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Forums - Sony Discussion - Why was the PS1 so successful despite being a newcomer?

PS1 sold a lot in third world countries because of cheap pirated games. In the Philippines, you could buy a PS1 console in cheap electronic shops and PS1 games for 50 pesos (around $1.25 that time). PS1 could not have achieved its 100M+ milestone without these pirated games.



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A bunch of reasons:

1) Sony were big in electronics and the PS1 offered a CD player as well a console from a world class brand. Sony has the best TVs, Laptops, headphones and walkmen.

2) The PS1 hit kinda at the peak of the arcade scene where you had street Fighter, Tekken, Time Crisis etc and it offered the arcade magic at home from light gun games, racers, beat em ups and dance mat games.

3) it was cheap

4) it had better tech than the N64 and the Saturn couldn't compete with soul caliber, ridge Racer, time crisis etc. Whether it was due to being in direct competition with Namco or Sony. Sega got hit from all angles.

5) it was the first easy to play pirate games. I knew over a dozen people who had pirate games for it and it was so easy and risk free.



RolStoppable said:

Being a newcomer isn't really a disadvantage. Nintendo took over the North American console market with the NES as a newcomer.

You say that, but it really is hard to imagine that a newcomer would just come out today and outsell the PS5 and Switch out of the gate.



chakkra said:
RolStoppable said:

Being a newcomer isn't really a disadvantage. Nintendo took over the North American console market with the NES as a newcomer.

You say that, but it really is hard to imagine that a newcomer would just come out today and outsell the PS5 and Switch out of the gate.

Well, it's been pointed out before Sony wasn't actually a newcomer. They had been dealing with SEGA and Nintendo for years in both hardware and software prior to PS1. Microsoft was not a newcomer either. From the MSX in Japan in the 80s. From PC gaming to working with SEGA on Dreamcast and then using DC's in focus tests for Xbox. (hell,XB was almost BC with DC games) Nintendo had arcade experience. Game & Watch. Pong clones. SEGA had arcades. So each console maker had a warm-up period before entering console gaming.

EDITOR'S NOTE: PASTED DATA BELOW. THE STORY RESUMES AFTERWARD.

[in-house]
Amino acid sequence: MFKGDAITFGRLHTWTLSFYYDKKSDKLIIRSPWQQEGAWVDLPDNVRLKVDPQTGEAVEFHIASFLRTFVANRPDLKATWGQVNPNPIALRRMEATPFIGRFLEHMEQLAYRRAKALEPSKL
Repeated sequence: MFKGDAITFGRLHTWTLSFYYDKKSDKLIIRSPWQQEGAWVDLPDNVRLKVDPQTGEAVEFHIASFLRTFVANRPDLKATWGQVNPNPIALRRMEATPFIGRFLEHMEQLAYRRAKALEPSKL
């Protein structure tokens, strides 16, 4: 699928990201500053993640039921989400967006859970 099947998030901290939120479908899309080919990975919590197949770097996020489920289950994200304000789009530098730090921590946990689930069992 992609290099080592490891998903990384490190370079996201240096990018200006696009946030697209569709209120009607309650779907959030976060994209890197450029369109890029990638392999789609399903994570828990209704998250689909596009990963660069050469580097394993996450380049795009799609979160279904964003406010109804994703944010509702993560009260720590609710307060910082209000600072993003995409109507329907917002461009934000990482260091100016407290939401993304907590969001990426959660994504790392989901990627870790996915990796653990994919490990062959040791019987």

Google Stadia does not understand it's the audience. It was created by executives with no knowledge or interest in gaming. Google had no real experience. They hired the Vince Russo of console launches with Phil Harrison to be in charge and yet wonder why it struggles lol. For context. Vince Russo destroyed wrestling companies like WCW and TNA. Phil Harrison helped with the disastrous launch of PS3, Xbox One, and now Stadia. Only after Phil left Sony and MS did things start to improve.



Bite my shiny metal cockpit!

chakkra said:
RolStoppable said:

Being a newcomer isn't really a disadvantage. Nintendo took over the North American console market with the NES as a newcomer.

You say that, but it really is hard to imagine that a newcomer would just come out today and outsell the PS5 and Switch out of the gate.

Times have certainly changed, so yes, it wouldn't be possible today like it was back in the day.

The 1970s, 1980s and early 1990s were full of companies who tried their luck in the console business, but by the late 1990s just about every notable company had given it a shot and failed (except Nintendo, Sega, Sony), so the only big new entrant after 1994 was Microsoft in 2001 and nothing since.